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Sex, Drugs, Music, Mud

Woodstock at 40.

Aug 31, 2009, Vol. 14, No. 46 • By P.J. O'ROURKE
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And yet, if you reverse the order of the adjectives, you get the progress of the sixties, perfectly delineated. It was not, by the way, a decade: The sixties were a strange episode of about 80 months' duration that started when the Baby Boom had fully infested academia (roughly the 1966-67 school year) and came to a screeching halt in 1973 when conscription ended and herpes began.

But I seem to have wandered from the point, not that there is one. Woodstock was an occasion of enormous pointlessness. I'm loath to give the New York Times credit for anything, then or now, but the newspaper did run the following editorial on Monday, August 18, 1969:

The sponsors of this event, who apparently had not the slightest concern for the turmoil it would cause, should be made to account for their mismanagement. To try to cram several hundred thousand people into a 600-acre farm with only a few hastily installed sanitary facilities shows a complete lack of responsibility.

And The Road to Woodstock proudly quotes the editorial--further proof that Michael Lang's porch light may remain on, these 40 years later, but he's still not home.

"We shared everything," Lang gushes on page 4, and on page 226 he blithely notes, "There were two fewer Food for Love stands on Sunday. . . . Angry kids . . . fed up by the prices and the wait, burned them down Saturday night."

This be-in required some "Be All You Can Be." Lang, with utter deafness to irony, says, "A local politician requested that the National Guard . . . supply helicopters. The guard agreed, and their helicopters transported donated food." (And let us note that the National Guard also did a heckuva job at Kent State the following spring.)

"We recognized one another for what we were at the core, as brothers and sisters," Lang intones. But a music journalist, present at that core, described a wooden bridge between the performers' area and the stage as crossing "over the wall separating the stars from the main mulch."

Woodstock had a tremendous impact on American artistic life. "The lighting of candles," Lang says, "would set a precedent that carries on to this day. The candles became lighters, which have since become cell phones."

And Woodstock had deep political meaning: "Out of that sense of community, out of that vision, that Utopian vision, comes the energy to go out there and actually participate in the process so that social change occurs," said Abbie Hoffman, shortly before he killed himself. In the meantime Abbie had written a book, Woodstock Nation. Like everyone else I have never read it, but I've been to that country--overcrowded, muddy, lacking in food, and public order. It's called Bangladesh. (And wasn't there a concert that had something to do with that place, too?)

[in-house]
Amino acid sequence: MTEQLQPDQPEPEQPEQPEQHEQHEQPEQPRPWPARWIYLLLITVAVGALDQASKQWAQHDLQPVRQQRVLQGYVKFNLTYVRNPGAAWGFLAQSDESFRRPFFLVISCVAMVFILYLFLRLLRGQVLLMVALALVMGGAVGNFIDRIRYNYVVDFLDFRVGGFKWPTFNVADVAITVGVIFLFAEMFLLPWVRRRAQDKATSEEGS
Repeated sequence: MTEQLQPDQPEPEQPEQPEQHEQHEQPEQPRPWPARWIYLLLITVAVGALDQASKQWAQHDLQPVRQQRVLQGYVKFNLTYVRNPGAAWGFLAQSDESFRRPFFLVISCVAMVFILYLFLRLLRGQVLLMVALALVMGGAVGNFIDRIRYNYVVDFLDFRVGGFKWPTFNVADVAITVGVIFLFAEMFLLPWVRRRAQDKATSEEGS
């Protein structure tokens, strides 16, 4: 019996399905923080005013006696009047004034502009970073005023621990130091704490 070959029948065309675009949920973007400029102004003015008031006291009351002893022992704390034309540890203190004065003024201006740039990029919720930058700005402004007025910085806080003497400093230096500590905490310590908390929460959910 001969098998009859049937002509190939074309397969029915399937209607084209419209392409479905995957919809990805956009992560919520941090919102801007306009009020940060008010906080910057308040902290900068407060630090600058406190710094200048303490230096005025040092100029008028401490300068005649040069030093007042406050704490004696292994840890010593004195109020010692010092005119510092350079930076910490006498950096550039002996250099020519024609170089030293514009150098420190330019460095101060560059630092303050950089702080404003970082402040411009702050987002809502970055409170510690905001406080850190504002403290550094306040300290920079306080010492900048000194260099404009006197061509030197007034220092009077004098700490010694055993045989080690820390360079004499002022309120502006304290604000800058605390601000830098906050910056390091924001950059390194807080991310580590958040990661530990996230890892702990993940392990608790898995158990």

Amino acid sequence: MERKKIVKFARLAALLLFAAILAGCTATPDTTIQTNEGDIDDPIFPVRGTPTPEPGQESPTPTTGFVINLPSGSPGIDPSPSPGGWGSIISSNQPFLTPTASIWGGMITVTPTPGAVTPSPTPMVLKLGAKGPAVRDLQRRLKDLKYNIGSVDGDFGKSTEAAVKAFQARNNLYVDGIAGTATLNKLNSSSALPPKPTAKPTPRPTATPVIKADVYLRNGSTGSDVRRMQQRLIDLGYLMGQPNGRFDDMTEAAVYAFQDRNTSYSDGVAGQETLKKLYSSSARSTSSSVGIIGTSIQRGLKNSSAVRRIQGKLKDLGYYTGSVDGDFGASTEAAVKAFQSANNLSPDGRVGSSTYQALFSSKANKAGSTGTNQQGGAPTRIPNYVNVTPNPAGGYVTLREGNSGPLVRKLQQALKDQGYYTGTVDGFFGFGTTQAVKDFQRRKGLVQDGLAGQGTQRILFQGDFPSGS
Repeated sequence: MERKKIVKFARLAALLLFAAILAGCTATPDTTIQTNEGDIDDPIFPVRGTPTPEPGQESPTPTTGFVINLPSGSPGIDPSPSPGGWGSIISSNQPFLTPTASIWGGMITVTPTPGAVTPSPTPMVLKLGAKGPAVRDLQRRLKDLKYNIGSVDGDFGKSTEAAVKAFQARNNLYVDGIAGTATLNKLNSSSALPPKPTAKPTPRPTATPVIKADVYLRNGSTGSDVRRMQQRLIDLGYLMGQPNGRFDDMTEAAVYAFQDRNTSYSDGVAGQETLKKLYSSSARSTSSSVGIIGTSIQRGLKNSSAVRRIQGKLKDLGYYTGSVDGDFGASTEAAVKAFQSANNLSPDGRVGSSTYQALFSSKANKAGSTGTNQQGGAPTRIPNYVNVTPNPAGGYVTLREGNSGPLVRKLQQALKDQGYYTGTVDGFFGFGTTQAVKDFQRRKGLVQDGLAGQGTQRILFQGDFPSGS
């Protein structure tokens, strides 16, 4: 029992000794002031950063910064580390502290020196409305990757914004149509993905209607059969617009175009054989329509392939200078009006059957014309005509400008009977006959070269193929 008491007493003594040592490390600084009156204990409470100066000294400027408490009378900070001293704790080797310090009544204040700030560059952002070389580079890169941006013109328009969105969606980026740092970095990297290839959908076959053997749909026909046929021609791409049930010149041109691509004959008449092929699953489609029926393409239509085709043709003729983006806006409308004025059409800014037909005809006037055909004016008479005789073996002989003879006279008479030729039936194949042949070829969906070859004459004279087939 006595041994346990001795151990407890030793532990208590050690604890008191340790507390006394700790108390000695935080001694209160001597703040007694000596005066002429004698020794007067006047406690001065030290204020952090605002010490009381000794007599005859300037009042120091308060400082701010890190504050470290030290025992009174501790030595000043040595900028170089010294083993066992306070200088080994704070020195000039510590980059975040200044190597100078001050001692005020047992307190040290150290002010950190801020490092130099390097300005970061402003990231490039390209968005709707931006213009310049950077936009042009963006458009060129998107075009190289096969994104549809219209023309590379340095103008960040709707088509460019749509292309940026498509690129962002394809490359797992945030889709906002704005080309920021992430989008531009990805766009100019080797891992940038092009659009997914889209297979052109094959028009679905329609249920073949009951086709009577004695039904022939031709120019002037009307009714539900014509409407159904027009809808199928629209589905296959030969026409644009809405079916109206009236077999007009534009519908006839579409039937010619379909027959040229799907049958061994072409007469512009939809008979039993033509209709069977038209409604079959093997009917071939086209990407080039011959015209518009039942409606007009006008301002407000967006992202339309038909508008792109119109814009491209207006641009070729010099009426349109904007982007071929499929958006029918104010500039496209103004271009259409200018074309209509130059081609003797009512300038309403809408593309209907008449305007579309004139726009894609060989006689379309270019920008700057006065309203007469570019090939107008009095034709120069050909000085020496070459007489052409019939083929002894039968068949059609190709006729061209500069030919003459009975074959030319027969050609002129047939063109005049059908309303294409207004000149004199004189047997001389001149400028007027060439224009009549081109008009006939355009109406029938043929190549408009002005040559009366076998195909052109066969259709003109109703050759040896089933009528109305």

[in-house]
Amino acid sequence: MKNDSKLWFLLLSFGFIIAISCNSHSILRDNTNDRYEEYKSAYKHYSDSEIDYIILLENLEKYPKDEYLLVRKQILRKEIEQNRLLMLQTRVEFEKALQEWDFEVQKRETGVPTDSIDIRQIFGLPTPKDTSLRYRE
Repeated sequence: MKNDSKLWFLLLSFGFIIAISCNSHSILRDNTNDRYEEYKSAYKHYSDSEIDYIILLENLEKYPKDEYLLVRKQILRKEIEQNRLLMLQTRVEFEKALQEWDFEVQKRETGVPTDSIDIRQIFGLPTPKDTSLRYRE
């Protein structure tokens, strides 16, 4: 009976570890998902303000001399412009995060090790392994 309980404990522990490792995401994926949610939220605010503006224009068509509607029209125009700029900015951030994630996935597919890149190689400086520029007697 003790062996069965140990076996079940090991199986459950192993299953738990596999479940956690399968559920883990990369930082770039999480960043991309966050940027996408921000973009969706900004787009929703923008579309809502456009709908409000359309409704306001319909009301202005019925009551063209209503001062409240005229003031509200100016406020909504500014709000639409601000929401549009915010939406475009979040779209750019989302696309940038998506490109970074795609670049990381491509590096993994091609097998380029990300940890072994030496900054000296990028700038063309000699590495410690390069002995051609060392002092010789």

Abbie Hoffman was the source of the one amusing Woodstock anecdote. You'd think you'd get a lot of funny stories from filling a cow pasture with half-a-million adolescents. But no. The Who were playing. After "Pinball Wizard," Pete Townshend turned away to adjust his amplifier. Abbie rushed onstage, grabbed the microphone and began a political rant. Townshend "whacked him in the head with his guitar."

It was one of Pete's best licks. And here's another: "The people at Woodstock," the book quotes Townshend as saying, "really were a bunch of hypocrites claiming a cosmic revolution simply because they took over a field, broke down some fences, imbibed bad acid, and then tried to run out without paying the bands."

Ah, the bands, Woodstock did have all that wonderful music--Janis Joplin, Jefferson Airplane, Bob Dylan (not there), Joni Mitchell (also not there but wrote "We've Got to Get Ourselves Back to the Garden" after she heard about it later), Melanie (there but didn't write "Lay Down (Candles in the Rain)" until someone told her she'd been there).

Less well remembered, and for good reason, were the performances by Bert Sommer, the Keef Hartley Band, Sweetwater, a group called Quill playing a song called "That's How I Eat," and Country Joe McDonald without the Fish--a McDonald's Happy Meal missing the toy.

The show opened with three hours of Richie Havens. That's a lot of "Handsome Johnny," but no other performers had yet arrived. "How to follow Richie?" Lang asks himself. An idea dawns: "My old friend Peter Max . . . had brought the swami." Swami Satchidananda was duly trotted onstage. Said Woodstock's other promoter, Artie Kornfeld, "He put a wave of peace out there." Tim Hardin played a set that caused the rhythm guitar player backing him to declare, "It was so disastrous that afterward I quit the music business for many years."